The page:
30. I live in Australia there is so many prickles over here and I always get flats so I am getting new rims and tires and going tubeless

  31. Im scared of tubeless cuz my back tire changes its color allready and i have no money to change them 😀

  32. Tubes are more reliable and less messy. Tubeless has a much better ride and is great for a bike you ride a few times a week. For a bike less ridden, the tubeless will go flat and cake up the inside of the tire.

  33. I mumped and moaned about tubeless when it came out, no idea why, just being a grouchy mofo lol

  34. On the Rockshock forks you have those stickers which look so nice. So why black ones. You can bearly see them.

  35. I‘m not a tubeless rider (yet) but I want to add something to your saying:
    It’s not only lighter, the bigger benefit comes from the fact that it has less rotational mass. That is not to underestimate. Same goes for lighter rims, it’s not just the bare weight that counts, it’s the mass at the bigger radius that makes it feel lighter to pedal.

  36. It depends on what your goal is. Want to ride and have fun? An extra half-pound probably won’t stop you from doing so. Are you trying to race? Then any gram you can shed may result in advantages in terms of time and endurance.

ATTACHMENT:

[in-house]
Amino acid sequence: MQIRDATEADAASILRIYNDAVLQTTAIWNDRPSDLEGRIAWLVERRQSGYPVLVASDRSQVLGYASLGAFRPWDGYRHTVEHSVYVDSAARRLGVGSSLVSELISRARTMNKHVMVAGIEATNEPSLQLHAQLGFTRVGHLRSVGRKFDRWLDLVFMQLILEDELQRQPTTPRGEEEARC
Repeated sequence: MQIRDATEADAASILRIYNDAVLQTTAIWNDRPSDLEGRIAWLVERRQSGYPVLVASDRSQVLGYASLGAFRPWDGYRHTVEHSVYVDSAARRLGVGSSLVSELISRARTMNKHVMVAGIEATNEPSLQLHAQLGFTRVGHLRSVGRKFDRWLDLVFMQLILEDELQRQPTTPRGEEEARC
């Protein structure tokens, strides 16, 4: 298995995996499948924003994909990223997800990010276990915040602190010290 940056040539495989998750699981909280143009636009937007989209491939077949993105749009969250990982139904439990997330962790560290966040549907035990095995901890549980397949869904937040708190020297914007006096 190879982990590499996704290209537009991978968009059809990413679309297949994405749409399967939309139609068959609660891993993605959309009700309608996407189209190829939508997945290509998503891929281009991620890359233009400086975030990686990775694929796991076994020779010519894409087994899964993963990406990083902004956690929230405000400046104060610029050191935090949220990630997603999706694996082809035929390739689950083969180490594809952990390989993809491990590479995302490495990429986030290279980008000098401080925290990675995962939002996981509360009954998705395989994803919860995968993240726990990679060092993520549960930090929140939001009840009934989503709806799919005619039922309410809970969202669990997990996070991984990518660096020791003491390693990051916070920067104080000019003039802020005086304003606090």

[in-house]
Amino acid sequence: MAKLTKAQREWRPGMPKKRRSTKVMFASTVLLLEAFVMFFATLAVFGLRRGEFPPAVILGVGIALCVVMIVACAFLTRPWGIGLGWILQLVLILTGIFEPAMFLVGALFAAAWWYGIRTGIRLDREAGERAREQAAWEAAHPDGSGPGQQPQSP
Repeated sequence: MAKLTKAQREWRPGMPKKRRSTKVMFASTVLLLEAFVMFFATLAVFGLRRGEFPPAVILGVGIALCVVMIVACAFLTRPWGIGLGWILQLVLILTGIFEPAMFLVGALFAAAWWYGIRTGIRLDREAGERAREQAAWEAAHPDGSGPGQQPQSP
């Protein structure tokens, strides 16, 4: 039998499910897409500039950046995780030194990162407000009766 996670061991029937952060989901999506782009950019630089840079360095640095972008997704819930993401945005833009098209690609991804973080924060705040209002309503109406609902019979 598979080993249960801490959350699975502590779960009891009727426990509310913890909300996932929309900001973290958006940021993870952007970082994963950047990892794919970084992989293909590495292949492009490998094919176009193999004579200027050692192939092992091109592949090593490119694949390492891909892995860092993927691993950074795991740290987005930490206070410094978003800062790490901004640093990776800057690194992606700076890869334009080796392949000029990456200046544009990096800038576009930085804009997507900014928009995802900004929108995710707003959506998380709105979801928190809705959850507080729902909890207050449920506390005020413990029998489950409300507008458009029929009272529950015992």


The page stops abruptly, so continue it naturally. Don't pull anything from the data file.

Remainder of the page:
For me… tubeless is the way to go. There’s nothing more frustrating than having to deal with a flat from cactus thorns, on a dusty/muddy tire, in the middle of the Texas summer – I’ve been there – and trust me… don’t want that ever again.

  37. I went tubeless and have mixed results. First problem was finding tires that would seat on my Crank Brothers Iodine wheels. After sending the wheels back to the LBS, a week later they were ready. They used Vittoria Pitstop Tnt Evo off road sealant and it seemed to work just fine. Until I got a puncture about the size of a toothpick. I added more sealant and it would not work. Found out from a friend in the states about a plugging method for tubeless bike tires like the ones they use on car tires. Got it and it took a while but sealed the leak. Great until I got another one a little smaller. I like to run around 40 psi in my tires since I only ride on pavement. Does that higher pressure force the material from "clotting" the hole shut? I do not know except my road bike with Slime in it would not seal until the pressure was around 50 psi. This is frustrating to say the least.

  38. Yeah I had to use air compressor to fill n seat tires to rims. Skinny rims n wide Bontrager xr4 2.6 tires. I used Stan's sealant… Oh and added 150 mm dropper seat post. Had to hack in a internal routed cable, nice. Love the channel